Kentucky Attorney General Jack Conway turned to a federal appeals court Wednesday in his effort to preserve a state law that bans electioneering close to polling places, calling the buffer zone an important safeguard against Election Day shenanigans. With the general election less than three weeks away, Conway moved quickly with his motion to the 6th U.S. Circuit Court of Appeals in an effort to keep the law in place — pending an appeal — to insulate voters from campaign activities outside the polls. The filing came a day after U.S. District Judge William O. Bertelsman ruled that the law’s 300-foot anti-electioneering buffer violates First Amendment speech rights. The judge issued a permanent injunction blocking the law’s enforcement. Conway wants the appeals court to block Bertelsman’s ruling, which caught the attention of local election officials in Kentucky.
The Supreme Court on Wednesday received several last-ditch pleas from opponents of the tough new Texas voter ID law. Acting one day after an appellate court effectively kept the Texas law in place, opponents including the Obama administration filed multiple emergency applications asking the high court to remove the lower court’s stay. “The need to ensure that hundreds of thousands of voters in Texas are able to exercise their right to vote, the need to stamp out intentional racial discrimination, and the need to ensure that elections are administered fairly, efficiently, and equitably, the public interest overwhelmingly favors vacating the stay,” attorneys wrote. The initial emergency application, signed by Houston-based attorney Chad W. Dunn, was submitted to Justice Antonin Scalia, who oversees emergency issues in Texas and other Fifth Circuit states. Scalia has the option of forwarding the application to all nine justices. Scalia gave Texas until 5 p.m. Thursday to respond.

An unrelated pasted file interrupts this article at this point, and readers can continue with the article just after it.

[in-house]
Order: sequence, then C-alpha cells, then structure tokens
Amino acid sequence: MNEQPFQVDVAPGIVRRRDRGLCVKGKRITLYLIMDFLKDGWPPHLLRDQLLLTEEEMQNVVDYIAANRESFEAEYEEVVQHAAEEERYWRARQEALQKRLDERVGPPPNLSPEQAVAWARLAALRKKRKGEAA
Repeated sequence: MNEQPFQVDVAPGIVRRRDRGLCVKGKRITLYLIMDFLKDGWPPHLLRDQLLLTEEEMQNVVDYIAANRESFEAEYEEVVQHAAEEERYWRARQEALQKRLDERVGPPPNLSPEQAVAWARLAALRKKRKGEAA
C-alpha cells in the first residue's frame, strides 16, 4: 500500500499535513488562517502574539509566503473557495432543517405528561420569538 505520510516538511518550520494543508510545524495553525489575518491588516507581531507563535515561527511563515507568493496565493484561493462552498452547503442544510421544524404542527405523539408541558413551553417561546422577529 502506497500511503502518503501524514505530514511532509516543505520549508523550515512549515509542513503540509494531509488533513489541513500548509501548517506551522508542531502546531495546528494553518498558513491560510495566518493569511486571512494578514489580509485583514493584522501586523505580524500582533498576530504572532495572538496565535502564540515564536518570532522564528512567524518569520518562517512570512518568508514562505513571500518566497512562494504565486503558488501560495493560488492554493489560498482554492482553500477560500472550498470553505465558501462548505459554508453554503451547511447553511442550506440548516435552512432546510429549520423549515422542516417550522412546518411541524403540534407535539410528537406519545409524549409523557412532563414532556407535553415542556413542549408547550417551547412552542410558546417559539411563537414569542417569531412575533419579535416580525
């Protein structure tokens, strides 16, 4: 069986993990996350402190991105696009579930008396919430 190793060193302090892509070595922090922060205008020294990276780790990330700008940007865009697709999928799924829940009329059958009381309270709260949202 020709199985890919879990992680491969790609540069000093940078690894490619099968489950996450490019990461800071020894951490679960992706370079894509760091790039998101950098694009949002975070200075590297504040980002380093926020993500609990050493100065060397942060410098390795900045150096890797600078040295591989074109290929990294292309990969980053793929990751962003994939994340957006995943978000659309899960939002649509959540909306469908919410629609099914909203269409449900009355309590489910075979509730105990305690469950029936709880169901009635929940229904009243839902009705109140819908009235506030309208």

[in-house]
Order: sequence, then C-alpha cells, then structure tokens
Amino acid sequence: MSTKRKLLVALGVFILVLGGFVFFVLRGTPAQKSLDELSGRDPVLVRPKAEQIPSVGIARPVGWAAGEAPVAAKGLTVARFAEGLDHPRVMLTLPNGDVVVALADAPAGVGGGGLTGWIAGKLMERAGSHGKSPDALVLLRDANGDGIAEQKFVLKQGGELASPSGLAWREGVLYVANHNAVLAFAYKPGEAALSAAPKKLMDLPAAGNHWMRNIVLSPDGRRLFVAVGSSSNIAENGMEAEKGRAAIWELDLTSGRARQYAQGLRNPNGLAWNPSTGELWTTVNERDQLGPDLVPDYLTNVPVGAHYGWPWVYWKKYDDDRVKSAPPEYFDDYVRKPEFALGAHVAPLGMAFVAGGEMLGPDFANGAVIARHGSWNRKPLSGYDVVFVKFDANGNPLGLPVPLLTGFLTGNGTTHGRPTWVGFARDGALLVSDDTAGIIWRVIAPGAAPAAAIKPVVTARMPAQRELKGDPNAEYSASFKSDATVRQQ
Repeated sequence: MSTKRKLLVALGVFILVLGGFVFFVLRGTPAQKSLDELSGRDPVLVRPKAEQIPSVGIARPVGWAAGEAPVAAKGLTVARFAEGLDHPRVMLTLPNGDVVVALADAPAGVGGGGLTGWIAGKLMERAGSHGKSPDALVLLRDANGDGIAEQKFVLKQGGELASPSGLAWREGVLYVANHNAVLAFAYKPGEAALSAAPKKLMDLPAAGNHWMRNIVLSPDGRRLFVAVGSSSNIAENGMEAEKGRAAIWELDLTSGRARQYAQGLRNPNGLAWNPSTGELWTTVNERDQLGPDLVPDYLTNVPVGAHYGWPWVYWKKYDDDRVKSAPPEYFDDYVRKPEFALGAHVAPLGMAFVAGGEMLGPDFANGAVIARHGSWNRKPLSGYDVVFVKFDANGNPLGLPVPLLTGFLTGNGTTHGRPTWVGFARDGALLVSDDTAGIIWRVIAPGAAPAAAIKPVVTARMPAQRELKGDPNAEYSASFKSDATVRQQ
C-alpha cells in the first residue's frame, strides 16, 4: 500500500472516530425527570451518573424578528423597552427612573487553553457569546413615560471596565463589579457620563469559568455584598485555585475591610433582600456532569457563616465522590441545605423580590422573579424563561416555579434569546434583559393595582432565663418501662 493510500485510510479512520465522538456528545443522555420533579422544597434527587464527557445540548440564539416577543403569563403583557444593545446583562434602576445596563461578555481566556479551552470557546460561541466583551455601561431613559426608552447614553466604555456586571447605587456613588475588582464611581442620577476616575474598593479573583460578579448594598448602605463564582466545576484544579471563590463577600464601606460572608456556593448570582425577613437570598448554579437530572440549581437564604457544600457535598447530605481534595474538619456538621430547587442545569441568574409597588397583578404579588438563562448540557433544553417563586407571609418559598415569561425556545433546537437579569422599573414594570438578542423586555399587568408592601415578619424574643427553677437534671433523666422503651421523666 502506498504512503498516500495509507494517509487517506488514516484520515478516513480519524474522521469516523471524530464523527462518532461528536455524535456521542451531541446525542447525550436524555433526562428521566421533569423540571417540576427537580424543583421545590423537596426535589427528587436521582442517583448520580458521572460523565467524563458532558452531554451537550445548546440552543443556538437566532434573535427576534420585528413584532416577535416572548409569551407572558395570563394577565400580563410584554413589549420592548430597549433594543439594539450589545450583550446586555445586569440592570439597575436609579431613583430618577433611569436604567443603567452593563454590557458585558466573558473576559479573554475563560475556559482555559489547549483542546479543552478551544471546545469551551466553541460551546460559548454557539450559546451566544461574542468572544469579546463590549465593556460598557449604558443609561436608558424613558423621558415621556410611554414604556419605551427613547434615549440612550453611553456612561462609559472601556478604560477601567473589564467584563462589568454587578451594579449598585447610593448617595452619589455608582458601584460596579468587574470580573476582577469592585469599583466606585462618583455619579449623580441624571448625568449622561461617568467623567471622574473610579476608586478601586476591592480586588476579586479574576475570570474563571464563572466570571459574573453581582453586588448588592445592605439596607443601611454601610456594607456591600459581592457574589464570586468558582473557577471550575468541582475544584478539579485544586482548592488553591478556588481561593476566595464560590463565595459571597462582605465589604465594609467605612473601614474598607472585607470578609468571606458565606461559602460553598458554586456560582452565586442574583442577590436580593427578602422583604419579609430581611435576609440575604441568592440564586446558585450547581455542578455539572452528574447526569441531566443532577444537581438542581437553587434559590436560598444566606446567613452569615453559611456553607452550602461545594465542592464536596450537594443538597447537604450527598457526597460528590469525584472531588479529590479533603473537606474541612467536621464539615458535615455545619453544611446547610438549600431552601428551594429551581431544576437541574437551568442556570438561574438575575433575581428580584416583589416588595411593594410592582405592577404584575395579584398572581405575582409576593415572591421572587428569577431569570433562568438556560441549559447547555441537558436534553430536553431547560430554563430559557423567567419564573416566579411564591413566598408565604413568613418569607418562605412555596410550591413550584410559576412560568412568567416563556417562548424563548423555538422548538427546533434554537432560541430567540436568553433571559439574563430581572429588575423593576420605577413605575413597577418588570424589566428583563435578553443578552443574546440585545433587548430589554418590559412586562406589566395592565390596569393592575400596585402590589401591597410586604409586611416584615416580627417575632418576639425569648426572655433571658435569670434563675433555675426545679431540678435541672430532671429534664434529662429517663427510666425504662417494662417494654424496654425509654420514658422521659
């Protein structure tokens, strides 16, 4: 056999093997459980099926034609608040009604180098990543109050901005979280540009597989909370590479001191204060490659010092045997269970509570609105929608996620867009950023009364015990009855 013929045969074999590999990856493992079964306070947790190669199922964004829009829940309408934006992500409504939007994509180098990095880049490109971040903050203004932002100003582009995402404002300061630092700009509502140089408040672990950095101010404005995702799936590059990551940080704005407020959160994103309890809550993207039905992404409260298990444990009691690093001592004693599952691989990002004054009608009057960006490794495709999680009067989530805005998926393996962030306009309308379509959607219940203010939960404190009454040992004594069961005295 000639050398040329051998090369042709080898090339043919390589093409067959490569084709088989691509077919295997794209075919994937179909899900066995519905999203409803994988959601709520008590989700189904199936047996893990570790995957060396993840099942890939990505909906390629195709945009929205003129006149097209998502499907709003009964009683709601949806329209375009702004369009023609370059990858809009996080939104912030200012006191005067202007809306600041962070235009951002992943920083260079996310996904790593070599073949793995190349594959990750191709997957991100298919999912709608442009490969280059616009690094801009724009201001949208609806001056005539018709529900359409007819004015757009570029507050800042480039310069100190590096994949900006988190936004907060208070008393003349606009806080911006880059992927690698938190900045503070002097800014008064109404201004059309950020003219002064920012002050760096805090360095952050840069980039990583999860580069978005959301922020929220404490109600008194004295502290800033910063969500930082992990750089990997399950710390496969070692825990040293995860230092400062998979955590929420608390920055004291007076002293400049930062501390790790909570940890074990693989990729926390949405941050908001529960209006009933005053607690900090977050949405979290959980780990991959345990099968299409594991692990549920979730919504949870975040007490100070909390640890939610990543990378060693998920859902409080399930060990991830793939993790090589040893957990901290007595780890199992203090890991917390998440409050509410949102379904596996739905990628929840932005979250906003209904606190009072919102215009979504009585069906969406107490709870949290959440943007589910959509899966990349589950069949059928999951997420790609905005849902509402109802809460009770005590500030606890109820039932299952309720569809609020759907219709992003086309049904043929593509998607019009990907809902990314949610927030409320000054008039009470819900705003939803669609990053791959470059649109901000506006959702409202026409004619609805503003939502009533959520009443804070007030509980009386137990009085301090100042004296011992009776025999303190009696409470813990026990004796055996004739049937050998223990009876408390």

Texas’s strict voter ID law, struck down last week, is now back in place thanks to an appeals court ruling Tuesday. But while the state was pushing to get the law reinstated, it stopped issuing IDs. It said Wednesday morning that it has started again. The on-again-off-again schedule could add to the hurdles and confusion that voters face in obtaining an ID. And it offers a window into the GOP-controlled state’s approach to voting: In a nutshell, critics say, Texas jumped at the chance to stop issuing IDs, even though it was far from clear that a halt was required by law. From the start, voting rights advocates have noted in court and in the media that Texas’s efforts to make the special state IDs it created — known as Election Identification Certificates (EICs) — available to those who need them have been half-hearted at best. Among other things, they’ve charged that the mobile ID offices that the state created for distributing IDs were poorly publicized, and weren’t sent to nearly enough locations. Between June 2012 when the law went back into effect and the end of August, just 279 EICs were issued, the state has said.